On 26 December 1890 the Quiz and the Lantern published this poem which clearly gave an impression of the Ulooloo goldfield; A CHATTER NEAR ULOOLOO.

On the banks of the Ulooloo,
And a kingfisher laughs as a digger he sees,
Like a hermit at prayers, devout on his knees,
Washing gold in the Ulooloo.

The jackass will prospect the peppermints old
That droop o'er the Ulooloo,
For he loves a fat grub much better than gold,
And washes it down with the waters cold
Of the struggling Ulooloo.

With a gobble and laugh from the peppermint tree
By the miserable Ulooloo,
He says to the digger—Between you and me,
What good is that hard yellow stuff that I see
You wash in the Ulooloo

My merry old bird, this stuff that I find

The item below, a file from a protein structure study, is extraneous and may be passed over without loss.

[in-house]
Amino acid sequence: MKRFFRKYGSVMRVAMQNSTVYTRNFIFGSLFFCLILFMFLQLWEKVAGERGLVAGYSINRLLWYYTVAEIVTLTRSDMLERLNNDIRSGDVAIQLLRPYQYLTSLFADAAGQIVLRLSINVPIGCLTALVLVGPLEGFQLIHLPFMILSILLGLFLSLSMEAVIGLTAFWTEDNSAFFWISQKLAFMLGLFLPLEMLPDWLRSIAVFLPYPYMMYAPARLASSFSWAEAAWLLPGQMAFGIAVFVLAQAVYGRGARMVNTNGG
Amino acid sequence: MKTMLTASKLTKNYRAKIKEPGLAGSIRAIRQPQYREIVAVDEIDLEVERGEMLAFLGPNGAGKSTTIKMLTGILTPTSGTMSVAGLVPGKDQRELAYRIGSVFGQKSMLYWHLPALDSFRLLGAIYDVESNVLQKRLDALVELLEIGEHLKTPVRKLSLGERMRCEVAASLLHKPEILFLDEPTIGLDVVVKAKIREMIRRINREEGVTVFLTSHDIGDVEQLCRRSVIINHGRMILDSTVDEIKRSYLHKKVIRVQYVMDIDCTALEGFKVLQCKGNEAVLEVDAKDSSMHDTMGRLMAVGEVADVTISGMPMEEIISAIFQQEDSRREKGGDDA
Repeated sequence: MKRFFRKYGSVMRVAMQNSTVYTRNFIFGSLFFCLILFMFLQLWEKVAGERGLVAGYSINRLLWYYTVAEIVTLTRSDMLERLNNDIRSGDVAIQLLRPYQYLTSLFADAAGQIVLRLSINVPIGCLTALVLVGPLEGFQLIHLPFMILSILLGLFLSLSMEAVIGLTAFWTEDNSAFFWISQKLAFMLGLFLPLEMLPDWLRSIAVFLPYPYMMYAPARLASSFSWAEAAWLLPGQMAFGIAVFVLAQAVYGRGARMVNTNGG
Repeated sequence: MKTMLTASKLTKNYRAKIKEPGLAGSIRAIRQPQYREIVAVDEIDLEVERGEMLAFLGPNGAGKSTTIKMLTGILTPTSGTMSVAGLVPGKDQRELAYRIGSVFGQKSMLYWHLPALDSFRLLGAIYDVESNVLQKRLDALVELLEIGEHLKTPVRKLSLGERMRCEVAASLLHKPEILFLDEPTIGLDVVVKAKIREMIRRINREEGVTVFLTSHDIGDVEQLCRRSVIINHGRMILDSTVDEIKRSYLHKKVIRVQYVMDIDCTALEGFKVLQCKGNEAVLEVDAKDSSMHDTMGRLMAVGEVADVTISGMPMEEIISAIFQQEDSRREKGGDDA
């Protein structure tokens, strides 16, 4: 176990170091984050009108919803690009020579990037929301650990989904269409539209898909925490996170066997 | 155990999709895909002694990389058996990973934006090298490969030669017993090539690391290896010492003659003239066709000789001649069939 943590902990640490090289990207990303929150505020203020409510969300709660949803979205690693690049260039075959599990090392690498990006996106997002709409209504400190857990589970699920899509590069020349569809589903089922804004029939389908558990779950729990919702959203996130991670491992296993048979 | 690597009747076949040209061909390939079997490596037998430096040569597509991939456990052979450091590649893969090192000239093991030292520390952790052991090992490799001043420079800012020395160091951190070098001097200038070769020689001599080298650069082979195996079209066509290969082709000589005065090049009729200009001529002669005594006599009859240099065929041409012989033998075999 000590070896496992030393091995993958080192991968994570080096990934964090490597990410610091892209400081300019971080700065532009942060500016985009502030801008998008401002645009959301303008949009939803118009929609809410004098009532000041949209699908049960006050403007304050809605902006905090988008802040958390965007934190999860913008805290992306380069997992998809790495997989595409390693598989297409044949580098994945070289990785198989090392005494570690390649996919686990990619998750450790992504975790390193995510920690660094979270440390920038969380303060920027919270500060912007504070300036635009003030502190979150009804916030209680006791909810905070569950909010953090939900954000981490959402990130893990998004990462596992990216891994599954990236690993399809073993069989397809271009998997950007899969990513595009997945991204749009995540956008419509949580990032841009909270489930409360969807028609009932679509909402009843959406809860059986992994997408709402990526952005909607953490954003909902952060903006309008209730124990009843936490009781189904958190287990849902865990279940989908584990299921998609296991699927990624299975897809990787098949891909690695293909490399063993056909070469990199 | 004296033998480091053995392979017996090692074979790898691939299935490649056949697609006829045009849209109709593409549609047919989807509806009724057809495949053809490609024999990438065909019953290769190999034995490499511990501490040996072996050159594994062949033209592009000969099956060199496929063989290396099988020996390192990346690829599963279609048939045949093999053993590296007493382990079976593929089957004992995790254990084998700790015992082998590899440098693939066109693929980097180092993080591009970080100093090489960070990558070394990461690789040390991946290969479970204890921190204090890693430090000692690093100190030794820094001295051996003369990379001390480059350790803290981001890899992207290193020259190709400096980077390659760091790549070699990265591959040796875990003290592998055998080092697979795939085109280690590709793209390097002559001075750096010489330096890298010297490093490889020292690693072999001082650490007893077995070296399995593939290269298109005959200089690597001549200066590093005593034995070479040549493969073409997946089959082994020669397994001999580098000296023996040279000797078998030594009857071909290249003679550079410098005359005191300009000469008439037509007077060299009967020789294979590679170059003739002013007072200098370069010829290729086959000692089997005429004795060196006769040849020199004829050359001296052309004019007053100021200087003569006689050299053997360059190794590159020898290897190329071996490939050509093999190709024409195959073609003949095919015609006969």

On the banks of the Ulooloo,
If with it my pockets were heavily lined,
I can get jolly tight and never be fined
When I've gold from the Ulooloo.

'Twill a bright sparkle give to beauty's soft eye,
This dross from the Ulooloo;
'Twill bring every pleasure beneath the blue sky;
'Twill win me respect and friendship will buy
If I find it in Ulooloo.

Tis the stuff that will make me a K.C.M.G.
When I toddle from Ulooloo;
Or at least I will blossom as
With perks aid two hundred a year for me
Which is better than Ulooloo.

I'll hobnob with Governors and various
Not seen on the Ulooloo
Such as grocers retired and silver kings,
And damosel angels, minus the wings
Like yours on the Ulooloo.

Then Jackey looked down from the peppermint tree
O'erhanging the Ulooloo,
And it said, I confess it has oft puzzled me
Ever since I was hatched what good there could be
In this stuff from the Ulooloo.

J. R. Ulooloo Creek, 1890.

In January 1891 John Melrose was doing just fine, and wanted a general servant who had to be a good plain cook. As his family was expanding rapidly he also advertised for a nurse girl to care for his small children. By the end of the year it was still believed that Ulooloo would give good results - if properly worked.